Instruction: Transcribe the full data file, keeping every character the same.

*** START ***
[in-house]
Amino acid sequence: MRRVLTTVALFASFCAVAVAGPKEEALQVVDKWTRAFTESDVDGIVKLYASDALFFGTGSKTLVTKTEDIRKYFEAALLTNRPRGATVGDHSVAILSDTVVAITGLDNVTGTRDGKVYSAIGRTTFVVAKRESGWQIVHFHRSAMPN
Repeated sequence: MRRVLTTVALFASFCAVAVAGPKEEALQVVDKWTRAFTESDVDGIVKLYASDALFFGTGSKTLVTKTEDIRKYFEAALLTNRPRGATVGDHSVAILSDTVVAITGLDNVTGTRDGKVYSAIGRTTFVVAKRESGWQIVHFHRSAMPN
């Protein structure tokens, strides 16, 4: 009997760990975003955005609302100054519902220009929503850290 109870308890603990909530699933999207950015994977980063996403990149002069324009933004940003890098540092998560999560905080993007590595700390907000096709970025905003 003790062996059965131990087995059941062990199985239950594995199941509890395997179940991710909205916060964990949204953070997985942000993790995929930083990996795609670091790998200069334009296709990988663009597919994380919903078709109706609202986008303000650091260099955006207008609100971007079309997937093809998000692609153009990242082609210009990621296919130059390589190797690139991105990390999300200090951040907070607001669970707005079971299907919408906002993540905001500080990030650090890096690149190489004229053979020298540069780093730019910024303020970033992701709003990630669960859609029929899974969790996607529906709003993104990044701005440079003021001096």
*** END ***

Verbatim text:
[in-house]
Amino acid sequence: MRRVLTTVALFASFCAVAVAGPKEEALQVVDKWTRAFTESDVDGIVKLYASDALFFGTGSKTLVTKTEDIRKYFEAALLTNRPRGATVGDHSVAILSDTVVAITGLDNVTGTRDGKVYSAIGRTTFVVAKRESGWQIVHFHRSAMPN
Repeated sequence: MRRVLTTVALFASFCAVAVAGPKEEALQVVDKWTRAFTESDVDGIVKLYASDALFFGTGSKTLVTKTEDIRKYFEAALLTNRPRGATVGDHSVAILSDTVVAITGLDNVTGTRDGKVYSAIGRTTFVVAKRESGWQIVHFHRSAMPN
């Protein structure tokens, strides 16, 4: 009997760990975003955005609302100054519902220009929503850290 109870308890603990909530699933999207950015994977980063996403990149002069324009933004940003890098540092998560999560905080993007590595700390907000096709970025905003 003790062996059965131990087995059941062990199985239950594995199941509890395997179940991710909205916060964990949204953070997985942000993790995929930083990996795609670091790998200069334009296709990988663009597919994380919903078709109706609202986008303000650091260099955006207008609100971007079309997937093809998000692609153009990242082609210009990621296919130059390589190797690139991105990390999300200090951040907070607001669970707005079971299907919408906002993540905001500080990030650090890096690149190489004229053979020298540069780093730019910024303020970033992701709003990630669960859609029929899974969790996607529906709003993104990044701005440079003021001096």